Sunday, April 5, 2009

Back to Life, Back to Reality...

For those of you of a certain age, the song referenced in this blog title is now STUCK IN YOUR HEAD FOREVER. You're welcome!

So I've been the most negligent of bloggers lately, mostly due to Life (as in my actual one, not the board game. Although that would be kind of hilarious.) So let's catch up, shall we?

1) The Southern Breeze "schmooze" in Florence with Irene Latham and Lindsey Leavitt was SO GREAT. Seriously, had a ball. For one thing, as I've mentioned before, writing can be a kind of lonely career, so getting to talk with other writers was really, really nice. I mean, I talk online to other writers all the time, but to have an actual, face-to-face conversation with Writer Friends? Kicks ass.

Linds and I road-tripped it together from Birmingham to Florence, and she is now totally my new Beffie. We laughed, and talked about books, and bought some truly amazing "vintage" YA at The Salvation Army there in Florence. In fact, we both bought Caroline B. Cooney's THE CHEERLEADER which is a cheerleader. AND VAMPIRES. And, one assumes, VAMPIRE CHEERLEADERS. How great is that? I think we need to do some sort of joint review of it, or like a Point/Counterpoint thing. Stay tuned!

It was also WONDERFUL to meet Irene, whose book LEAVING GEE'S BEND sounds- and looks! The cover is gorgeous!- amazing! Irene is also a poet, which I have so much admiration for since I'm a great lover of poetry, but I suuuuuuuck at writing it. A lot.

And the people who came! They, too, were Made of Win! Everyone asked such great and interesting questions that were so fun to answer. Plus it's always nice to feel like you're contributing something positive to the writing community!

Also, there were snacks, so you know, that took it to the next level of awesome. Thanks so much to Sheila Renfro and Pat Weaver for putting that together!

Me, looking like I got up at 5AM (which I had), Lindsey, looking wicked and determined with candy, and Irene, looking beautiful and poet-like in Florence.

2) I TURNED IN MY COPY EDITS! Hurray! It occurred to me the other day that I talk a lot about edits on this blog, but I haven't really talked about what edits entail, or all the different kinds of edits there are. So a quick refresher course:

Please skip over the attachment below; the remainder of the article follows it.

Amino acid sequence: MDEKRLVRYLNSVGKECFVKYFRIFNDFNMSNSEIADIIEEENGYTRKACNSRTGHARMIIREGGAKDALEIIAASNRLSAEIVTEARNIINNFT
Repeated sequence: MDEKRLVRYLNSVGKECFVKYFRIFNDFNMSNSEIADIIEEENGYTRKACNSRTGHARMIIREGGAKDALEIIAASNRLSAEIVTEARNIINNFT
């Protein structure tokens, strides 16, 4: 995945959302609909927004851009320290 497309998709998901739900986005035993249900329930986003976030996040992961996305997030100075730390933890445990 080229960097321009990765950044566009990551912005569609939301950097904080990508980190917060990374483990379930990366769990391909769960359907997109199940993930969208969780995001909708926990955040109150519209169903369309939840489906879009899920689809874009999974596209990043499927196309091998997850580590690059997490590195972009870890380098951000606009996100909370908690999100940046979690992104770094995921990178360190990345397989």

A) Global edits- These are usually in the form of a letter. Sometimes you get this letter separately, sometimes it comes with your line edits, as mine did. Basically, the global edits are exactly what they sound like: things that need to be changed or enhanced throughout the manuscript. I've heard tell of this letter being anywhere from 2 to 20+ pages long. Mine was about 5 pages. Global edits are slightly daunting, because...well, they're GLOBAL. They require you to look at the book as a whole, and figure out where you can insert extra scenes, or add world-building stuff. On the plus side, this letter is also where your editor usually gives you some positive stuff, too, like "I love how you've done XYZ," or "So and So is such a great character." And that's always nice to hear!

B) Line edits- This is where your editor has gone through the whole manuscript and written various changes on it. Sometimes, the changes are specific, like I might have written the line, "Her eyes were wide as she looked at me," and Editor Jen will have written over it, "Eyes wide, she looked at me," or something like that. Or she might just write, "Rework" and remind me that I've used the word "look" five times on that page (I have a BAD tendency to do this. Everyone in my book was looking at someone, or looking like something. Or smiling. Dear God, all the smiling people did in a book that is ostensibly scary. Sheesh.)

Other times, she won't change anything, but she'll write in the margins, "Why does he do this? Earlier he said he didn't care about This and That?"

Oh, and best of all, sometimes there are SMILEY FACES next to the stuff she likes. I live for the smiley faces. Seriously. And they usually come along just as you're starting to think, "This book is really bad. I'm so sorry I inflicted it on people." Then bam! Smiley face and maybe a little note that says, "This is great!" And then you soldier on.